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LA STAMPA (Italy)

Worldcrunch

VATICAN CITY - The canonization of Pope John Paul II could be celebrated as soon as October, writes La Stampa, as Vatican sources say a presumed miracle has been approved by Church doctors.

The beloved Polish pontiff, who died in April 2005, is on his way to sainthood in record time. The second miracle -- as yet undisclosed -- has occurred after his beatification, and has been verified by a medical panel. The miracle must now be approved by theologians, and then by the cardinals and bishops of the Congregation, before finally being submitted to Pope Francis for the final “yes”.

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Photo by Ejdzej

Monsignor Slawomir Oder filed for a preliminary council of an alleged miraculous healing back in January, yet it was kept quiet until now. Although a date has not yet been announced, La Stampa"s Vatican correspondent Andrea Tornielli points out that it could potentially coincide with the feast day of Pope John Paul II on October 22nd.

As it is only eight years since his death, this is considered a very fast canonization. Emeritus-Pope Benedict XVI had celebrated the beatification quickly on May 1, 2011, and it has been indicated that Pope Francis is in favor of fast-tracking the sainthood of the second-longest serving pope in history.

The canonization of Karol Wojtyla will make him the second pope from the 20th century to be proclaimed a saint, after Pius X. Two others have been beatified, but not yet declared saints, and three more have been put to the council for consideration for sainthood. This shows that, in terms of the papacy, the 20th century may turn out to be quite crowded with halos.

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FOCUS: Russia-Ukraine War

Ukraine Is Turning Into A "New Israel" — Where Everyone Is A Soldier

From businessmen to farmers, Ukrainian society has been militarizing for the past six months to defend its sovereignty. In the future it may find itself like Israel, permanently armed to protect its sovereignty.

Ukrainian civilians learn how to shoot and other military skills at a shooting range in Lviv on July 30, 2022.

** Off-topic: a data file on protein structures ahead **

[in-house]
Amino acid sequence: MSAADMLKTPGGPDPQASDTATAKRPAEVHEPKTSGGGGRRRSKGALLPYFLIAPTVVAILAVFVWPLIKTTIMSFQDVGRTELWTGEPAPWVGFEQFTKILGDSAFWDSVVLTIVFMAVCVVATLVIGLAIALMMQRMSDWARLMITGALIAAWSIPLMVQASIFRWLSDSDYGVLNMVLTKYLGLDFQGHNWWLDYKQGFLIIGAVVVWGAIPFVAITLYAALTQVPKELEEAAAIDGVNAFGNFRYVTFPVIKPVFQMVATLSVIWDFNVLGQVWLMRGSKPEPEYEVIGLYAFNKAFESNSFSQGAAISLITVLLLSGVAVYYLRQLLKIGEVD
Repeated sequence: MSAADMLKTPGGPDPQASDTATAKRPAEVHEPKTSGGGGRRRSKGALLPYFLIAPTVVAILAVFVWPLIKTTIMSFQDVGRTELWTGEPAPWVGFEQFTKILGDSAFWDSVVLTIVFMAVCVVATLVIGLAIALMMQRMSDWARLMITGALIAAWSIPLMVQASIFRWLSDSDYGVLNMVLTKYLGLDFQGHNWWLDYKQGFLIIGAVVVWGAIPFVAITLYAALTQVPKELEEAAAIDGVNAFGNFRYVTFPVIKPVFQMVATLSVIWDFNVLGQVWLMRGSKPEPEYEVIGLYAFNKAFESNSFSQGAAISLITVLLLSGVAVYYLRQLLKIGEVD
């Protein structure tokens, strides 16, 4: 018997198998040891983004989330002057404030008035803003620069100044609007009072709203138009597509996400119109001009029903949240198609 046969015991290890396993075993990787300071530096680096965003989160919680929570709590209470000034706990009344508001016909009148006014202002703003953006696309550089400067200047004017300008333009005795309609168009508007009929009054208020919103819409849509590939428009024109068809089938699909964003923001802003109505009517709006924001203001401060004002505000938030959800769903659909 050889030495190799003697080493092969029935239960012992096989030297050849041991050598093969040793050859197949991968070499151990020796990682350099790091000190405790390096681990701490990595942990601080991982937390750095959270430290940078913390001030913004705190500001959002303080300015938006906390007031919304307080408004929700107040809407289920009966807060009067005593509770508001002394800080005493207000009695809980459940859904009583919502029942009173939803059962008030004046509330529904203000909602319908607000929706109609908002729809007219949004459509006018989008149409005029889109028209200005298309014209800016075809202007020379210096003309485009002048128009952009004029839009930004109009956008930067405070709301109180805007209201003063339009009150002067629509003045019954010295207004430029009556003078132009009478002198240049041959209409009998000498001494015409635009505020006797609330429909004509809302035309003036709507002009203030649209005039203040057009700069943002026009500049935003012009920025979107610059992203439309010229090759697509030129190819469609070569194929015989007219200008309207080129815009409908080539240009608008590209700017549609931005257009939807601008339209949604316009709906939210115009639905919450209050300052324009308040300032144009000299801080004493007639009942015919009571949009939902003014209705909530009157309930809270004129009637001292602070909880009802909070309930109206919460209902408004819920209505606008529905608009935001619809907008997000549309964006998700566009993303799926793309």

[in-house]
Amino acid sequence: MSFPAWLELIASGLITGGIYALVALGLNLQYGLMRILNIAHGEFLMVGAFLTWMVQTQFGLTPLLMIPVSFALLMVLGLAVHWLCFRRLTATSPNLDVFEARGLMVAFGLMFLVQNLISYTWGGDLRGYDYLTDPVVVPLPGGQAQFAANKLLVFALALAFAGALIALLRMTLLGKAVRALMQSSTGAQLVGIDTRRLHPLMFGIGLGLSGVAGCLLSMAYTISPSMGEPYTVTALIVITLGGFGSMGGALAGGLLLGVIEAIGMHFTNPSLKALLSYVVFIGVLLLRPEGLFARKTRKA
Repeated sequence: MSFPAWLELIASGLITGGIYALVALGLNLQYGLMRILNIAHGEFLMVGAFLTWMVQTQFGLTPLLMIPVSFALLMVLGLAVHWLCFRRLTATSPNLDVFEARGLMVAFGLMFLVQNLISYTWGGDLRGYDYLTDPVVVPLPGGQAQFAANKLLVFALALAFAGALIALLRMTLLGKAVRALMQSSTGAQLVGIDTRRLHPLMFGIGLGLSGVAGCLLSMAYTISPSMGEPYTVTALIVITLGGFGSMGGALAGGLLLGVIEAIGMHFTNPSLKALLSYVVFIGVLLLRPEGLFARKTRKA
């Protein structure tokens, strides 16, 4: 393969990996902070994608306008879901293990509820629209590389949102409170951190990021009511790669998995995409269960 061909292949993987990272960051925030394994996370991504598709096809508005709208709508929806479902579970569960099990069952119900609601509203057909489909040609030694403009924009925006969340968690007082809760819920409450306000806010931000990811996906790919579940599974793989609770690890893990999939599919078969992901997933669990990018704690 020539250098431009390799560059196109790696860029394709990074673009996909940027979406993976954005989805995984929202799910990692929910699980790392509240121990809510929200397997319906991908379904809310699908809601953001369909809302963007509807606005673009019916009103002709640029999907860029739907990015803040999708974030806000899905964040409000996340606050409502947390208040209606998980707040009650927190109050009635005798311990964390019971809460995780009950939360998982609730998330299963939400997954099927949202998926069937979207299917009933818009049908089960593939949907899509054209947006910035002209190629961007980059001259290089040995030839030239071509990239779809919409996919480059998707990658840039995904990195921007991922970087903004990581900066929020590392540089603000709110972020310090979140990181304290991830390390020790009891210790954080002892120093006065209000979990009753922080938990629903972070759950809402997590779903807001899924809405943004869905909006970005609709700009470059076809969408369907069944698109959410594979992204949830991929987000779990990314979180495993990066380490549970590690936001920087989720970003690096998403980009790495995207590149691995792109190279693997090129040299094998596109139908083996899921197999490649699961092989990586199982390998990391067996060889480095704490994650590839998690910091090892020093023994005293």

Guillaume Ptak

KYIV — The war in Ukraine has reached a turning point. Vladimir Putin's army has suffered its worst setback since the beginning of the invasion. The Russian army has experienced a counter-offensive that many experts consider masterful, so it must retreat and cede vast territories to its opponent.

The lightning victory that the head of the Kremlin had dreamed of never took place. The losses are considerable — Ukrainian troops on the battlefield now outnumber the Russians.

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On April 5, Ukrainian President Volodymyr Zelensky predicted that at the end of the conflict, Ukraine would become a "big Israel". In an interview with Ukrainian media, he said then, "In all the institutions, supermarkets, cinemas, there will be people with weapons."

The problem of national security will be the country's most important one in the next decade. An "absolutely liberal, and European" society would therefore no longer be on the agenda, according to the Ukrainian president.

Having long since swapped his suit and tie for a jacket or a khaki T-shirt during his public appearances, Zelensky has undeniably become one of the symbols of this growing militarization of Ukrainian society. However, the president claimed that Ukraine would not become an "authoritarian" regime: "An authoritarian state would lose to Russia. Ukrainians know what they are fighting for."

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Central to the tragic absurdity of this war is the question of language. Vladimir Putin has repeated that protecting ethnic Russians and the Russian-speaking populations of Ukraine was a driving motivation for his invasion.

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